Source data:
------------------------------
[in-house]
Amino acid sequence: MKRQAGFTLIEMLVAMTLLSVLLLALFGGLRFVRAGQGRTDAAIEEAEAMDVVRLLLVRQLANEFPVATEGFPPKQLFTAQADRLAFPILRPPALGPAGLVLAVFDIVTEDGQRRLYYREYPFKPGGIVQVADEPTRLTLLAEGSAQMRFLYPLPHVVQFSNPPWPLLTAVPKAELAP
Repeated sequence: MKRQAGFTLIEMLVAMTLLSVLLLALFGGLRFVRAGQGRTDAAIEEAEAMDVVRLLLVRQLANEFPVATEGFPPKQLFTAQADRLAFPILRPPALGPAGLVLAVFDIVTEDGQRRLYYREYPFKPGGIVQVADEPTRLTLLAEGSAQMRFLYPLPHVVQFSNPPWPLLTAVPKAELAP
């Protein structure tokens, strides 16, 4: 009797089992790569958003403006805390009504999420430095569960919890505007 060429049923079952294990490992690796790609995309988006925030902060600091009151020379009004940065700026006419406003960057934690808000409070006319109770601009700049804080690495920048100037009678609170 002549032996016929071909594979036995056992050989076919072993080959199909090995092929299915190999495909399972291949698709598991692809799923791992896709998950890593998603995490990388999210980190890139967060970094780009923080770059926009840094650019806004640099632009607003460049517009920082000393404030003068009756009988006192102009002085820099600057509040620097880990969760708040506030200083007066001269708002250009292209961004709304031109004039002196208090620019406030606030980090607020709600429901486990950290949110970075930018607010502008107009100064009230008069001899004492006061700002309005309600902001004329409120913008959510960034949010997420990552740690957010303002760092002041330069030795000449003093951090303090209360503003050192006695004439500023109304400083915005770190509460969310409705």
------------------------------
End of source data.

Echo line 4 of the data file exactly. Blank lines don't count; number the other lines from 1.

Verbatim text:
């Protein structure tokens, strides 16, 4: 009797089992790569958003403006805390009504999420430095569960919890505007 060429049923079952294990490992690796790609995309988006925030902060600091009151020379009004940065700026006419406003960057934690808000409070006319109770601009700049804080690495920048100037009678609170 002549032996016929071909594979036995056992050989076919072993080959199909090995092929299915190999495909399972291949698709598991692809799923791992896709998950890593998603995490990388999210980190890139967060970094780009923080770059926009840094650019806004640099632009607003460049517009920082000393404030003068009756009988006192102009002085820099600057509040620097880990969760708040506030200083007066001269708002250009292209961004709304031109004039002196208090620019406030606030980090607020709600429901486990950290949110970075930018607010502008107009100064009230008069001899004492006061700002309005309600902001004329409120913008959510960034949010997420990552740690957010303002760092002041330069030795000449003093951090303090209360503003050192006695004439500023109304400083915005770190509460969310409705």